Mags: Gretel's take on glossips

Published on Saturday, Good Weekend magazine devoted five pages and a cover to comedian/TV host/author Gretel Killeen (see right), who just so happens to have a new book due out right about now (The Night My Bum Dropped is on my bedside table pending review).

Killeen, 46, gives journalist Mark Dapin (author of Sex and Money; former lad mag editor) some killer quotes to work with. Of note this pertinent one regarding Big Brother and the tabloid media, which reflects the sentiments expressed by Oliver Burkeman:

"As time progressed, we needed drama, drama, drama, and that's what we've created in our society, too. You can see that in women's magazines now, and in much of the news coverage – simple information is not enough. It has to be coloured in and exaggerated and sometimes completely fabricated, because we live in this hyper-real situation. It's created an appetite where normality is not enough, and I'll be interested to see how it plays out, because I don't think that's an eternally expanding notion. You can't continue to inflate things. One day it's got to pop."

Killeen's own media narrative is sensitively dissected by Dapin in 'A handle on Gretel'. She is a self-aware, media-savvy interviewee who "seldom gives serious interviews" and whose book is an "extended comic monologue" from which "very little personal information" can be garnered. Dapin says she "smiles continually, even while she expresses sadness or frustration, to show that she is not embittered or angry." She doesn't want to be portrayed as a whinger, even after receiving cruel feedback on her Logie's hosting performance.

Dapin dives into her northern Sydney upbringing, academic achievements (she was school captain), the burden of the Methodist faith ("it can tend to make you feel like your thoughts are wrong, your personality is wrong, your pursuits are wrong...") and her early failed marriage. She worked in advertising as a voiceover artist in the 80s ("a time of great indulgence, great camaraderie and rampant sexual harassment") before scoring gigs on TV (Beauty and the Beast, Midday show) and her career-defining, and often controversial, Big Brother role, for which she copped a lot of flack.

She says: "One of the things that has happened in our society is we've created a culture that some refer to as tall poppy but I think could also be referred to as bullying. We're so concerned with bullying within schools, without an awareness of the bullying that we hear on breakfast radio shows and in the magazines and so many newspapers, which is about making someone the butt of a joke. And the logical consequence of that is it tells people it's okay to treat other people like that... I fear that one day the lies and fabrications and the elaborations will hurt someone irreparably."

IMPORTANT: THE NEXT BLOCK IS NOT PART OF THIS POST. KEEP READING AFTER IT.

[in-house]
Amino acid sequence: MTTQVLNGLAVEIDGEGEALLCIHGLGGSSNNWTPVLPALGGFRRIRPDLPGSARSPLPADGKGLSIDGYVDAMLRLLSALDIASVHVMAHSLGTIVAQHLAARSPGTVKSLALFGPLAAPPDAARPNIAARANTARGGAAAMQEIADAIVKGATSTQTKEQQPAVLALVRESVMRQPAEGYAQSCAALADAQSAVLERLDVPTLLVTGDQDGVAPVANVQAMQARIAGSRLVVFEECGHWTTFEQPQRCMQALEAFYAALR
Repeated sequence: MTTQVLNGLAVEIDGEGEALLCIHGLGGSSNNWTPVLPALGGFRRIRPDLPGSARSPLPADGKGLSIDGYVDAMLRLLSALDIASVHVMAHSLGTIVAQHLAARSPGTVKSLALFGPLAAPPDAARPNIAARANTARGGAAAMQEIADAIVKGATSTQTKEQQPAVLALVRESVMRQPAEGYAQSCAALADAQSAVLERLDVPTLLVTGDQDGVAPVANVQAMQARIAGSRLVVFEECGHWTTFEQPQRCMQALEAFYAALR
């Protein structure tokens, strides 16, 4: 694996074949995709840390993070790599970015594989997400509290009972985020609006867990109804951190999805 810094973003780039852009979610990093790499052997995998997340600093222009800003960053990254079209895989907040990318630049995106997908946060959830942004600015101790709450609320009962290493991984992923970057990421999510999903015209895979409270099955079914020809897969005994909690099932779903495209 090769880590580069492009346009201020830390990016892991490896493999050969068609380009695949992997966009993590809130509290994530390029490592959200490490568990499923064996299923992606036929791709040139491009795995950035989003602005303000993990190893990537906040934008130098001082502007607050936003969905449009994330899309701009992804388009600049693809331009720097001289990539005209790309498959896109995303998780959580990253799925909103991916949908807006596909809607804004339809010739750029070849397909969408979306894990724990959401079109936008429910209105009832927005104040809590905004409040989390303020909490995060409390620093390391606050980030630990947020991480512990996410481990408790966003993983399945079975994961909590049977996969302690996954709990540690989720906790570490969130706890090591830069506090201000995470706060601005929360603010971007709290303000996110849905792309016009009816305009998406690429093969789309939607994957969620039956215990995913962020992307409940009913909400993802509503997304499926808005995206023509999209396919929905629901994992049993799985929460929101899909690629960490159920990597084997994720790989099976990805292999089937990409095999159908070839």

I've no doubt Michael Jackson would have agreed. Perhaps this is why publications like Good Weekend, and journalists like Barbara Walters and Tracy Grimshaw, get such excellent celebrity interviews (recently, author Nikki Gemmell and Kath & Kim's Gina Riley have appeared in Good Weekend, too): they respect their subjects and their readers.

Yours truly,
Girl With a Satchel


maggie said...

Speaking of breakfast radio and those who bully and treat their interviewees like complete sh!t (and somehow continue to GET great interview subjects): Kyle Sandilands anyone?? It infuriates me how that man is still on air. And considering the mass audience he reaches, it gives a whole new meaning to 'making it okay' to bully and treat people disrespectfully. WHY do people still listen to him?!!

What truly gets me is how 9 times out of 10, the public will always bag out the interviewer over the interviewee, saying "oh it was a crap interview because the interviewer did this, or this or that."

RIP MJ - I'm still listening to his CDs on repeat. Sigh.. :(

Gretel Killeen - I have newfound respect for you. Thank you!

sarah said...

enjoyed the article she has some interesting content

Anonymous said...

I confess I've bagged Gretel out a lot in the past but her interview was amazing. She warmed herself to me so much and it was an amazing snapshot of how hard she's worked to get somewhere. I even found myself quoting it to friends randomly in conversation.

SheilaK said...

Agreed, Maggie. So good to hear someone in the media actually describe what so often goes on as bullying. Let's hope more people start to view it as such and look for other ways to interact and entertain without losing a sense of fun. And let's add Andrew Denton to the list of good guys in this respect.

Nina said...

I've always liked Gretel. But surely she must be aware that reality shows like Big Brother did a lot to help create the bullying culture she talks about. Many a playground echoed with chants of 'it's time to go' towards those who didn't fit in. If you didn't like someone, shows like that suggested it was justifiable to turn on them and just 'vote them out.' The character of Big Brother himself came across as a bully, playing on housemates' weaknesses for the sake of the 'dramatic arc'. I didn't see the GW article in full so maybe this was commented on?

Erica Bartle (nee Holburn) said...

Nina, I hadn't really considered how Big Brother may have helped to manifest the reality TV driven bullying culture coinciding with the rise of cyber-bullying. Thanks for your insight. While I don't know Gretel's thoughts on this, I would assume that when you're working close to a project, it's hard to take a wider view of its place in the wider socio-cultural spectrum and the affect its consumption might have on the public (particularly young people). Same goes for magazines and movies and blogs - anything in the realm of pop culture. I think producers, EPs, directors, editors, etc. need to be conscious of issues like those you've highlighted.

Great food for thought.